“The current situation is bad, the security situation is getting worse, so is corruption, and the government has lost all trust,” the British envoy, Sherard Cowper-Coles, was quoted as saying by the author of the cable, François Fitou, the French deputy ambassador to Kabul.

The two-page cable – which was sent to the Élysée Palace and the French Foreign Ministry on Sept. 2, and was leaked to the investigative and satirical weekly Le Canard Enchaîné, which printed excerpts in its Wednesday issue – said that the NATO-led military presence was making it harder to stabilize the country.

“The presence of the coalition, in particular its military presence, is part of the problem, not part of its solution,” Sir Sherard was quoted as saying. “Foreign forces are the lifeline of a regime that would rapidly collapse without them. As such, they slow down and complicate a possible emergence from the crisis.”

Within 5 to 10 years, the only “realistic” way to unite Afghanistan would be for it to be “governed by an acceptable dictator,” the cable said, adding, “We should think of preparing our public opinion” for such an outcome.

Sir Sherard, as quoted, was critical of both American presidential candidates, who have vowed, if elected, to substantially increase American military support for Afghanistan to fight the Taliban.

In the short run, “It is the American presidential candidates who must be dissuaded from getting further bogged down in Afghanistan,” he is quoted as saying.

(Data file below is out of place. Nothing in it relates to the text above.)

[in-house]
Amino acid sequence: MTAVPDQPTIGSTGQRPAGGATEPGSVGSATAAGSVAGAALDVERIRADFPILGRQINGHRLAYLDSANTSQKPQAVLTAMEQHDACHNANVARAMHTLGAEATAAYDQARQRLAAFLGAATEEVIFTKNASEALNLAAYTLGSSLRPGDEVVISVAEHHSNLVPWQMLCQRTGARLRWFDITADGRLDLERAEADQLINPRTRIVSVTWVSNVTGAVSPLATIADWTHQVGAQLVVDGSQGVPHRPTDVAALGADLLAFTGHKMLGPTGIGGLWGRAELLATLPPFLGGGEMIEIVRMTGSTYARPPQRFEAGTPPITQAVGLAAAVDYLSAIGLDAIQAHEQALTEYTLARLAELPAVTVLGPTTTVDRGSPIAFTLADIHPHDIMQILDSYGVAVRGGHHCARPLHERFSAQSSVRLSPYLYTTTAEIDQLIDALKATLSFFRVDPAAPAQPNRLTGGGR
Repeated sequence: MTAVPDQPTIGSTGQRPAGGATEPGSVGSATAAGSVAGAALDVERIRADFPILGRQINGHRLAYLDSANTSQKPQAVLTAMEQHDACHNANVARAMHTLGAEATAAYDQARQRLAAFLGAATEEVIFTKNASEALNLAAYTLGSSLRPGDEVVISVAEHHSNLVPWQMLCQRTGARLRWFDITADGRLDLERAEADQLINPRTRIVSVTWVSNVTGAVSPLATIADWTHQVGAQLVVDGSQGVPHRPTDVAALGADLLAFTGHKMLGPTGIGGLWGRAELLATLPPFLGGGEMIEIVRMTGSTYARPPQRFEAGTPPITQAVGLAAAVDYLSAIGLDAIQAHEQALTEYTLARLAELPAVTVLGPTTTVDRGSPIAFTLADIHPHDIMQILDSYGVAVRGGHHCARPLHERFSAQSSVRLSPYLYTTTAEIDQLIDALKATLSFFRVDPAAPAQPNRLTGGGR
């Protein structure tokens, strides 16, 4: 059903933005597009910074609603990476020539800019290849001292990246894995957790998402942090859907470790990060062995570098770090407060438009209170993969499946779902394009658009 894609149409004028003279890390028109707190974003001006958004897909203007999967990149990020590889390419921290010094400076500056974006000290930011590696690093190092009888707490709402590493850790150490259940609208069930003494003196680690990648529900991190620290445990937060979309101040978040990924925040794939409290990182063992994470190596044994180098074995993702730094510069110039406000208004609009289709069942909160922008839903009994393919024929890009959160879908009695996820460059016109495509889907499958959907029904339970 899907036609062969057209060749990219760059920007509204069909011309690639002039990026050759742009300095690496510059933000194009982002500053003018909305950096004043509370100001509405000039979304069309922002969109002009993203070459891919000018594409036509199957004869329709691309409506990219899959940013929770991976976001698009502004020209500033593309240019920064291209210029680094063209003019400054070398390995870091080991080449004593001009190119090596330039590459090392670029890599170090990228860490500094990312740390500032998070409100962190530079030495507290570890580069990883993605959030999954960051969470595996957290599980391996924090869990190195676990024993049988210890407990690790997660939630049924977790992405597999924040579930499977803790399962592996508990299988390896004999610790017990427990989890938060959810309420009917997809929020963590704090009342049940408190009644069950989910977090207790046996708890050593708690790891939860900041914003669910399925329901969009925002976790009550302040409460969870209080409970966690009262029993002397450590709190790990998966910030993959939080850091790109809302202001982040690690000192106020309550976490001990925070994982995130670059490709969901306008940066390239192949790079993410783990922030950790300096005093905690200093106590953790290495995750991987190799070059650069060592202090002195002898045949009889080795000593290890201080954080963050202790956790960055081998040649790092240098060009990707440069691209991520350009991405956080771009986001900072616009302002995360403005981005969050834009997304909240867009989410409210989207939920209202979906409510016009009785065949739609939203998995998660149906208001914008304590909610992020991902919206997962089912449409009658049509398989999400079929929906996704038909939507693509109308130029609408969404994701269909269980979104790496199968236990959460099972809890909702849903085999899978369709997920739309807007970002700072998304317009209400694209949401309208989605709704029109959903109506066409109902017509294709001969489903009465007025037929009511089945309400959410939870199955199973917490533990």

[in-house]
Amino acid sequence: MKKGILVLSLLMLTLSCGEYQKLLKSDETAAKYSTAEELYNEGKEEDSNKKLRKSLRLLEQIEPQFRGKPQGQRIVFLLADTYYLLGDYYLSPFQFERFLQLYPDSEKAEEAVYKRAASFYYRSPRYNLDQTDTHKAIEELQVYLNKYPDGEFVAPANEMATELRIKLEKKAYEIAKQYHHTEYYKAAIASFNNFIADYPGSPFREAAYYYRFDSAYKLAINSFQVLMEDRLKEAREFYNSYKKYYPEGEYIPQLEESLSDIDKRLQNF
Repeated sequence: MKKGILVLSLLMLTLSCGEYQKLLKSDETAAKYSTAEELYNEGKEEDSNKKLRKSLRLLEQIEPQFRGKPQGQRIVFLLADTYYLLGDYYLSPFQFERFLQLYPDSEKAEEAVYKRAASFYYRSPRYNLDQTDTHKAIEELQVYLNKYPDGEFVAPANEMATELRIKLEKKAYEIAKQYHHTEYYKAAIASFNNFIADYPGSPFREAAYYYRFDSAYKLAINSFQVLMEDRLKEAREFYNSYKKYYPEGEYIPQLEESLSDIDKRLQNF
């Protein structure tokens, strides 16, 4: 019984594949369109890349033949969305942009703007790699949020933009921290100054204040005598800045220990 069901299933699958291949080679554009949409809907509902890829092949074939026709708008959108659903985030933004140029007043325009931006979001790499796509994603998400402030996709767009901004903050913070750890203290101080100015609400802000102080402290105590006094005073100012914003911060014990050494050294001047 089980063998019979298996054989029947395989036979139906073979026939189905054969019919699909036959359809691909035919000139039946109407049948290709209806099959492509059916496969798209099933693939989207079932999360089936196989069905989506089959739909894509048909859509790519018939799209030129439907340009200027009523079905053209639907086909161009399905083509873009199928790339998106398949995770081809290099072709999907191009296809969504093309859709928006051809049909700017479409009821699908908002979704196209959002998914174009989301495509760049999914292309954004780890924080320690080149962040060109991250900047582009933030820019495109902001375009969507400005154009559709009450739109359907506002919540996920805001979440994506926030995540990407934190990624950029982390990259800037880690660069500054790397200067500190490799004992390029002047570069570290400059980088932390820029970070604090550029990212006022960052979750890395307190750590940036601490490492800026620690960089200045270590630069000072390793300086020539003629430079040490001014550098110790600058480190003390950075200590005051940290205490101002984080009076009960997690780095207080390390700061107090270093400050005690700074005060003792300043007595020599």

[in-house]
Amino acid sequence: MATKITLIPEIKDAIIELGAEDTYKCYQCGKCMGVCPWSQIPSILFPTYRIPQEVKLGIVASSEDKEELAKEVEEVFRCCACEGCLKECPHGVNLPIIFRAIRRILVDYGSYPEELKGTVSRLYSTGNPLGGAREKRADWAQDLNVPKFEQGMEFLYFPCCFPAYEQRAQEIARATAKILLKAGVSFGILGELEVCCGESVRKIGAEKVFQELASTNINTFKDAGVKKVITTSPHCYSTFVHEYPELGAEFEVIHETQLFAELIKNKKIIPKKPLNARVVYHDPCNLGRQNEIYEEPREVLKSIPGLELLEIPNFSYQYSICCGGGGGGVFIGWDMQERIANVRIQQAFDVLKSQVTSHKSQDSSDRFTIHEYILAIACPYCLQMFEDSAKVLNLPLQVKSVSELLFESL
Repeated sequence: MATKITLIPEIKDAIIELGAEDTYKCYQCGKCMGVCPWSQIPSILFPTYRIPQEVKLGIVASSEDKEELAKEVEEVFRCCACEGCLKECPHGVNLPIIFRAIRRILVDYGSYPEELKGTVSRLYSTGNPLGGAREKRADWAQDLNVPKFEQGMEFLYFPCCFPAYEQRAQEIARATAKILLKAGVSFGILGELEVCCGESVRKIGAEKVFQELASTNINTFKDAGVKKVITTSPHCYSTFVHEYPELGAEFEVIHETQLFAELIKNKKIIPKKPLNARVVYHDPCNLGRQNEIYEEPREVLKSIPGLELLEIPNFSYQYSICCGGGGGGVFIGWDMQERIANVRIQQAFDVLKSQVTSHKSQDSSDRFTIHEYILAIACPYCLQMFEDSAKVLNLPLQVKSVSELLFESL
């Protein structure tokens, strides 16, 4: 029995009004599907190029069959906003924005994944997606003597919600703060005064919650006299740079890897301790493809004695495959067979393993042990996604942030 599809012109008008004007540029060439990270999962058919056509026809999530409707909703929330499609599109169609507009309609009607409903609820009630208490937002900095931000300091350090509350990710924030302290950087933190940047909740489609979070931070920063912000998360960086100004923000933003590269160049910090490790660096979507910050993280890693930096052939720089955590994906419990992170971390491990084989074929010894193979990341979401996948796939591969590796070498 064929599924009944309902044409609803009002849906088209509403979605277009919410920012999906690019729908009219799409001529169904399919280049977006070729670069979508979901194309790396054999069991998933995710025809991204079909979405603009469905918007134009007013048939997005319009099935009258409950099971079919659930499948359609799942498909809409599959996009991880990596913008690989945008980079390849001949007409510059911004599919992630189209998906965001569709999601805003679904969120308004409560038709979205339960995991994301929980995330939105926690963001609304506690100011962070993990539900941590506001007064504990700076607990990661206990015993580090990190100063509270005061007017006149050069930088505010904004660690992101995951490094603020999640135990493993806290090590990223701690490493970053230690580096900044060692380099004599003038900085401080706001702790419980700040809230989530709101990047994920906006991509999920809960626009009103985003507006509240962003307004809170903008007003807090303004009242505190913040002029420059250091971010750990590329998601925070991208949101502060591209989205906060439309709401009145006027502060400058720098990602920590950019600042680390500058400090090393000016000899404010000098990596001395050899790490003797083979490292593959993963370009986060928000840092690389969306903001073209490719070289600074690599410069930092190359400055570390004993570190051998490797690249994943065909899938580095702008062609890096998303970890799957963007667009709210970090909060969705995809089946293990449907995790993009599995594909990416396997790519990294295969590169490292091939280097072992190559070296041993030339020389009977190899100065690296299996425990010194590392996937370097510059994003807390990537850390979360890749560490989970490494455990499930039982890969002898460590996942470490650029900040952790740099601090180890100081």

Then the admission from the outgoing commander of British operations in Afghanistan that the war can’t be won:

Brigadier Mark Carleton-Smith, the commander of 16 Air Assault Brigade, whose troops have suffered severe casualties after six months of tough fighting, will hand over to 3 Commando Brigade Royal Marines this month.

He told The Times that in his opinion, a military victory over the Taleban was “neither feasible nor supportable”.

“What we need is sufficient troops to contain the insurgency to a level where it is not a strategic threat to the longevity of the elected Government,” he said.

The brigadier said that his troops had “taken the sting out of the Taleban” during clashes in Helmand province in southern Afghanistan, but at a heavy cost. His brigade suffered 32 killed and 170 injured during its six-month tour of duty. The 2nd Battalion the Parachute Regiment alone lost 11 soldiers, most of them killed by roadside bombs or other explosive devices.